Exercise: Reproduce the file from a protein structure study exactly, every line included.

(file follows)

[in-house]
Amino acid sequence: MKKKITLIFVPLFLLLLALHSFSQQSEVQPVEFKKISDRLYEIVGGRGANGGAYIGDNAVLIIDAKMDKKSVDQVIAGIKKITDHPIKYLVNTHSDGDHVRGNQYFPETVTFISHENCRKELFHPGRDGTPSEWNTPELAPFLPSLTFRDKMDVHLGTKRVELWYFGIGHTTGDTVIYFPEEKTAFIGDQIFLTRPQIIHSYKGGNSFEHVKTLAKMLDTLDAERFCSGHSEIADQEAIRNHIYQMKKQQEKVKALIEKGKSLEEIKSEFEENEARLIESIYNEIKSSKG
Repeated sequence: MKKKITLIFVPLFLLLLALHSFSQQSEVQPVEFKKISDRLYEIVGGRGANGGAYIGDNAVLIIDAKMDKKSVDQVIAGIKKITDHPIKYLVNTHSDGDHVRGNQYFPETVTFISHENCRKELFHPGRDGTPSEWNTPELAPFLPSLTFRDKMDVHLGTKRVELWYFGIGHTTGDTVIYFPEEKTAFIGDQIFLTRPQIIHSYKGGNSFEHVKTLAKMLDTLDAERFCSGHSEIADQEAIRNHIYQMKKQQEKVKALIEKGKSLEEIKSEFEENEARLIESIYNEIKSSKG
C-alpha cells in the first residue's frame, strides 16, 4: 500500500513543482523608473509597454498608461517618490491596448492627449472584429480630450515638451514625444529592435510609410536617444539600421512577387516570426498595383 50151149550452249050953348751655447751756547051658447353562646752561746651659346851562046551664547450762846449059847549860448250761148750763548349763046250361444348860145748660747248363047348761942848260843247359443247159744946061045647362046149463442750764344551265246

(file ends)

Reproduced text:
[in-house]
Amino acid sequence: MKKKITLIFVPLFLLLLALHSFSQQSEVQPVEFKKISDRLYEIVGGRGANGGAYIGDNAVLIIDAKMDKKSVDQVIAGIKKITDHPIKYLVNTHSDGDHVRGNQYFPETVTFISHENCRKELFHPGRDGTPSEWNTPELAPFLPSLTFRDKMDVHLGTKRVELWYFGIGHTTGDTVIYFPEEKTAFIGDQIFLTRPQIIHSYKGGNSFEHVKTLAKMLDTLDAERFCSGHSEIADQEAIRNHIYQMKKQQEKVKALIEKGKSLEEIKSEFEENEARLIESIYNEIKSSKG
Repeated sequence: MKKKITLIFVPLFLLLLALHSFSQQSEVQPVEFKKISDRLYEIVGGRGANGGAYIGDNAVLIIDAKMDKKSVDQVIAGIKKITDHPIKYLVNTHSDGDHVRGNQYFPETVTFISHENCRKELFHPGRDGTPSEWNTPELAPFLPSLTFRDKMDVHLGTKRVELWYFGIGHTTGDTVIYFPEEKTAFIGDQIFLTRPQIIHSYKGGNSFEHVKTLAKMLDTLDAERFCSGHSEIADQEAIRNHIYQMKKQQEKVKALIEKGKSLEEIKSEFEENEARLIESIYNEIKSSKG
C-alpha cells in the first residue's frame, strides 16, 4: 500500500513543482523608473509597454498608461517618490491596448492627449472584429480630450515638451514625444529592435510609410536617444539600421512577387516570426498595383 50151149550452249050953348751655447751756547051658447353562646752561746651659346851562046551664547450762846449059847549860448250761148750763548349763046250361444348860145748660747248363047348761942848260843247359443247159744946061045647362046149463442750764344551265246